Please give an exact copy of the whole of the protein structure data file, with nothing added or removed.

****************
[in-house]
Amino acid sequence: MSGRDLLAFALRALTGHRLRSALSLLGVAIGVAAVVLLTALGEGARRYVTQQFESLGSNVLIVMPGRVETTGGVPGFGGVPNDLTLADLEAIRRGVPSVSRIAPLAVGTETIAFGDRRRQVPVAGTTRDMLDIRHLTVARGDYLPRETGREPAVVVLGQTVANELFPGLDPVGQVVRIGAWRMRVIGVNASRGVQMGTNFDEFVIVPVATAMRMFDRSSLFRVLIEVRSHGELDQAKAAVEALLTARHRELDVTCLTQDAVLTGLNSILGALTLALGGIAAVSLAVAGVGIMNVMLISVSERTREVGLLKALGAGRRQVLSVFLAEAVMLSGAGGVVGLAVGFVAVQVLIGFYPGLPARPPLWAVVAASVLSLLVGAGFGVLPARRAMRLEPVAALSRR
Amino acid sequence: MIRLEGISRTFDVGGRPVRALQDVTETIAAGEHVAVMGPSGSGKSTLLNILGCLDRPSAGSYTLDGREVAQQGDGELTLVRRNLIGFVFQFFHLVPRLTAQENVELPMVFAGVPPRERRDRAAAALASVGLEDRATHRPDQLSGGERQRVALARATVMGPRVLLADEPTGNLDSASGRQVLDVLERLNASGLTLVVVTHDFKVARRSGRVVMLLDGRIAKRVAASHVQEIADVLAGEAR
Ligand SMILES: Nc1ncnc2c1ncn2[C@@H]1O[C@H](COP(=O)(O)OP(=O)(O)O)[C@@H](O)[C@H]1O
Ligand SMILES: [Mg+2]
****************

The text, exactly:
[in-house]
Amino acid sequence: MSGRDLLAFALRALTGHRLRSALSLLGVAIGVAAVVLLTALGEGARRYVTQQFESLGSNVLIVMPGRVETTGGVPGFGGVPNDLTLADLEAIRRGVPSVSRIAPLAVGTETIAFGDRRRQVPVAGTTRDMLDIRHLTVARGDYLPRETGREPAVVVLGQTVANELFPGLDPVGQVVRIGAWRMRVIGVNASRGVQMGTNFDEFVIVPVATAMRMFDRSSLFRVLIEVRSHGELDQAKAAVEALLTARHRELDVTCLTQDAVLTGLNSILGALTLALGGIAAVSLAVAGVGIMNVMLISVSERTREVGLLKALGAGRRQVLSVFLAEAVMLSGAGGVVGLAVGFVAVQVLIGFYPGLPARPPLWAVVAASVLSLLVGAGFGVLPARRAMRLEPVAALSRR
Amino acid sequence: MIRLEGISRTFDVGGRPVRALQDVTETIAAGEHVAVMGPSGSGKSTLLNILGCLDRPSAGSYTLDGREVAQQGDGELTLVRRNLIGFVFQFFHLVPRLTAQENVELPMVFAGVPPRERRDRAAAALASVGLEDRATHRPDQLSGGERQRVALARATVMGPRVLLADEPTGNLDSASGRQVLDVLERLNASGLTLVVVTHDFKVARRSGRVVMLLDGRIAKRVAASHVQEIADVLAGEAR
Ligand SMILES: Nc1ncnc2c1ncn2[C@@H]1O[C@H](COP(=O)(O)OP(=O)(O)O)[C@@H](O)[C@H]1O
Ligand SMILES: [Mg+2]